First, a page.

Frances McDormand said it is “really exciting” that the film she won an Oscar for inspired people to campaign about the Grenfell Tower fire.
Last month the Justice 4 Grenfell group hired vans with adverts which read: “71 dead. And still no arrests? How come?”
The parade mimicked scenes in Three Billboards Outside Ebbing, Missouri, where McDormand’s character demands answers about her daughter’s murder.
A police investigation into the fire is ongoing and no arrests have been made.
After winning the gong for best actress, McDormand said she enjoyed seeing billboards moving “off the screen and onto the street”.
“Activists are taking that kind of statement and putting it out there – billboards still work, so I think that it’s really exciting,” she added.
“It started actually with the Grenfell Tower fire investigation then it leap-frogged to (the) Miami gun control situation.
“It was outside the UN… that’s the kind of power that an image can have and that’s what we’re making, we’re making powerful images.”
Moyra Samuels, one of the organisers of the Grenfell stunt, compared McDormand’s “very positive” words with the reference to the fire Stormzy made at the Brit Awards.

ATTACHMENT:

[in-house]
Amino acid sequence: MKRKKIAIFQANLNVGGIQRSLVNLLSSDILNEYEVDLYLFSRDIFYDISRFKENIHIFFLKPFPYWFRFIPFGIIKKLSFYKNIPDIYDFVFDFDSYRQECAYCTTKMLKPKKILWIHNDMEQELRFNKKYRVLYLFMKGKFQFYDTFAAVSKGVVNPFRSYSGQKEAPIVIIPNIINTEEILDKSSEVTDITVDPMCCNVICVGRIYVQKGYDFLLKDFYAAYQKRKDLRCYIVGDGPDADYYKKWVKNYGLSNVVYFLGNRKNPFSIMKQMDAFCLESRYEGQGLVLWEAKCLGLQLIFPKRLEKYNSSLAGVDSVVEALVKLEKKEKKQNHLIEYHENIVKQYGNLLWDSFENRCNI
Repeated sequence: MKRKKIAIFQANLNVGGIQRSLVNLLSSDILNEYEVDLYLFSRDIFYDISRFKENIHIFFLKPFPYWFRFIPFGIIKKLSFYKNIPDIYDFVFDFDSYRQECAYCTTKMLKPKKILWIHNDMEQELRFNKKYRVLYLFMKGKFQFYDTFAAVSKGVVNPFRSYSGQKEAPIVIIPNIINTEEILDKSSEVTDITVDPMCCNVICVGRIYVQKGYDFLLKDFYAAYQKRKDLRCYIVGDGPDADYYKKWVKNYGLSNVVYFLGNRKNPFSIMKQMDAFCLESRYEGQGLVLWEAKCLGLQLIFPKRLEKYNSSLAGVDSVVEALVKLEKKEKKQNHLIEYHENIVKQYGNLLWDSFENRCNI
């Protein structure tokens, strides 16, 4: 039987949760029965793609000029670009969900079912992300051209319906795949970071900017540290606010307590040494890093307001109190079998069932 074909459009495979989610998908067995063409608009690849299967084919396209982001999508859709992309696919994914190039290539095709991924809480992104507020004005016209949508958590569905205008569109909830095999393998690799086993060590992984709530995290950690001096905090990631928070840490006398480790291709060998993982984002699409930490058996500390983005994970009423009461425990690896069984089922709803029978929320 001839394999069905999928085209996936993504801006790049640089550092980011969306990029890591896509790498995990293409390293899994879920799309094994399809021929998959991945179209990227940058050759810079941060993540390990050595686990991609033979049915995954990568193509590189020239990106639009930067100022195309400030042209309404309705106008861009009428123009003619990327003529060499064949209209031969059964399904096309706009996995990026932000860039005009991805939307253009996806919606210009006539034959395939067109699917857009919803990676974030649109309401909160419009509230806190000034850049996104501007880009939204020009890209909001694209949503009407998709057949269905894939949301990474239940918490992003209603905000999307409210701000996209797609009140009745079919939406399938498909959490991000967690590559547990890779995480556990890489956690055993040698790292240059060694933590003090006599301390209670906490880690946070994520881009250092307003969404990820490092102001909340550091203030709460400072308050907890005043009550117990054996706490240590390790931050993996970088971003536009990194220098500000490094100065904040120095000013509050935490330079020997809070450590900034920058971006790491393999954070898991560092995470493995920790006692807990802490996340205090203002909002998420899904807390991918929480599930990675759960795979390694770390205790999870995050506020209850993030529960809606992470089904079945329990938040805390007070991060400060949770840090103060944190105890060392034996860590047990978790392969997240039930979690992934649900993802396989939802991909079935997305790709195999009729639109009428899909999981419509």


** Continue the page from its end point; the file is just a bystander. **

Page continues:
“It’s not just politicians who are taking note of what happened, realising that it’s not being dealt with effectively by both the council and the government,” she said.
“We are being effective at raising the issues on a worldwide stage.”
Kim Taylor Smith, deputy leader of Kensington and Chelsea council, said there is an “army” of 300 staff members “working around the clock, doing everything they can” to rehouse survivors of the blaze, which killed 71 people last June.
The council has spent £235m to secure 307 homes, she added.
The government is yet to respond to a request for comment.
Ms Samuels said the Grenfell billboards combated “campaign fatigue” by reminding the public of the “broken promises and unfulfilled needs” ongoing after the fire.
A petition calling for Prime Minister Theresa May to take action to build public trust in the inquiry into the fire has reached 100,000 signatures – the number needed for it to be considered for debate in Parliament.